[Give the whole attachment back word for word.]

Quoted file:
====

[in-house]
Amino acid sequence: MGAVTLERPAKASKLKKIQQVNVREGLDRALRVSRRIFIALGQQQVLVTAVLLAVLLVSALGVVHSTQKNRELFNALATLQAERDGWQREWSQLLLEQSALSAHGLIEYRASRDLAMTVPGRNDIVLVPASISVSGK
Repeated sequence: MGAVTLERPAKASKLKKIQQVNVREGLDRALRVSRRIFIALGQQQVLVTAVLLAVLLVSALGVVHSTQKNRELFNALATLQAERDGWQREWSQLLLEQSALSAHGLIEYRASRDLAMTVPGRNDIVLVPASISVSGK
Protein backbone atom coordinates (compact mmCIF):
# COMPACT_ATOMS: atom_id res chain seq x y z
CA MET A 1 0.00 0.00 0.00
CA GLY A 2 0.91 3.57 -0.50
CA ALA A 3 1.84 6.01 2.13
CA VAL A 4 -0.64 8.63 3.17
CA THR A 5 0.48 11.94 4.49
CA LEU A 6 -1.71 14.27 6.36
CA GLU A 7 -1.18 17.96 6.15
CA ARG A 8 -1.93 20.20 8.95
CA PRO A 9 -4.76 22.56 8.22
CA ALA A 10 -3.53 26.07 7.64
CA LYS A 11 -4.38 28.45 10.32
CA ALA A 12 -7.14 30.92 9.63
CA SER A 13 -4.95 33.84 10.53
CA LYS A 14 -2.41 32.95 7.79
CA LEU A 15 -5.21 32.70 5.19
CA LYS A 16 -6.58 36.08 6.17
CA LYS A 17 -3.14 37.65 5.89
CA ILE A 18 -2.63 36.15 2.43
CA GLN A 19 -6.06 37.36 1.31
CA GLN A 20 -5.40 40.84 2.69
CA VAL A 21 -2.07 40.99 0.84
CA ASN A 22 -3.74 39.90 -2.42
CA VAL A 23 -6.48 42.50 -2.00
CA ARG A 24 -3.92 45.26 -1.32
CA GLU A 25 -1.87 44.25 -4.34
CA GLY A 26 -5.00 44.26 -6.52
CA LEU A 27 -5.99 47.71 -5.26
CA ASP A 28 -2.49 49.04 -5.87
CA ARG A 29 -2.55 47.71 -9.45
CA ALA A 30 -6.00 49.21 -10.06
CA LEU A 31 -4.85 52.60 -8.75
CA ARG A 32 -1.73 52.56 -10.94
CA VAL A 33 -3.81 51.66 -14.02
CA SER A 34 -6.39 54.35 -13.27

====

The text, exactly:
[in-house]
Amino acid sequence: MGAVTLERPAKASKLKKIQQVNVREGLDRALRVSRRIFIALGQQQVLVTAVLLAVLLVSALGVVHSTQKNRELFNALATLQAERDGWQREWSQLLLEQSALSAHGLIEYRASRDLAMTVPGRNDIVLVPASISVSGK
Repeated sequence: MGAVTLERPAKASKLKKIQQVNVREGLDRALRVSRRIFIALGQQQVLVTAVLLAVLLVSALGVVHSTQKNRELFNALATLQAERDGWQREWSQLLLEQSALSAHGLIEYRASRDLAMTVPGRNDIVLVPASISVSGK
Protein backbone atom coordinates (compact mmCIF):
# COMPACT_ATOMS: atom_id res chain seq x y z
CA MET A 1 0.00 0.00 0.00
CA GLY A 2 0.91 3.57 -0.50
CA ALA A 3 1.84 6.01 2.13
CA VAL A 4 -0.64 8.63 3.17
CA THR A 5 0.48 11.94 4.49
CA LEU A 6 -1.71 14.27 6.36
CA GLU A 7 -1.18 17.96 6.15
CA ARG A 8 -1.93 20.20 8.95
CA PRO A 9 -4.76 22.56 8.22
CA ALA A 10 -3.53 26.07 7.64
CA LYS A 11 -4.38 28.45 10.32
CA ALA A 12 -7.14 30.92 9.63
CA SER A 13 -4.95 33.84 10.53
CA LYS A 14 -2.41 32.95 7.79
CA LEU A 15 -5.21 32.70 5.19
CA LYS A 16 -6.58 36.08 6.17
CA LYS A 17 -3.14 37.65 5.89
CA ILE A 18 -2.63 36.15 2.43
CA GLN A 19 -6.06 37.36 1.31
CA GLN A 20 -5.40 40.84 2.69
CA VAL A 21 -2.07 40.99 0.84
CA ASN A 22 -3.74 39.90 -2.42
CA VAL A 23 -6.48 42.50 -2.00
CA ARG A 24 -3.92 45.26 -1.32
CA GLU A 25 -1.87 44.25 -4.34
CA GLY A 26 -5.00 44.26 -6.52
CA LEU A 27 -5.99 47.71 -5.26
CA ASP A 28 -2.49 49.04 -5.87
CA ARG A 29 -2.55 47.71 -9.45
CA ALA A 30 -6.00 49.21 -10.06
CA LEU A 31 -4.85 52.60 -8.75
CA ARG A 32 -1.73 52.56 -10.94
CA VAL A 33 -3.81 51.66 -14.02
CA SER A 34 -6.39 54.35 -13.27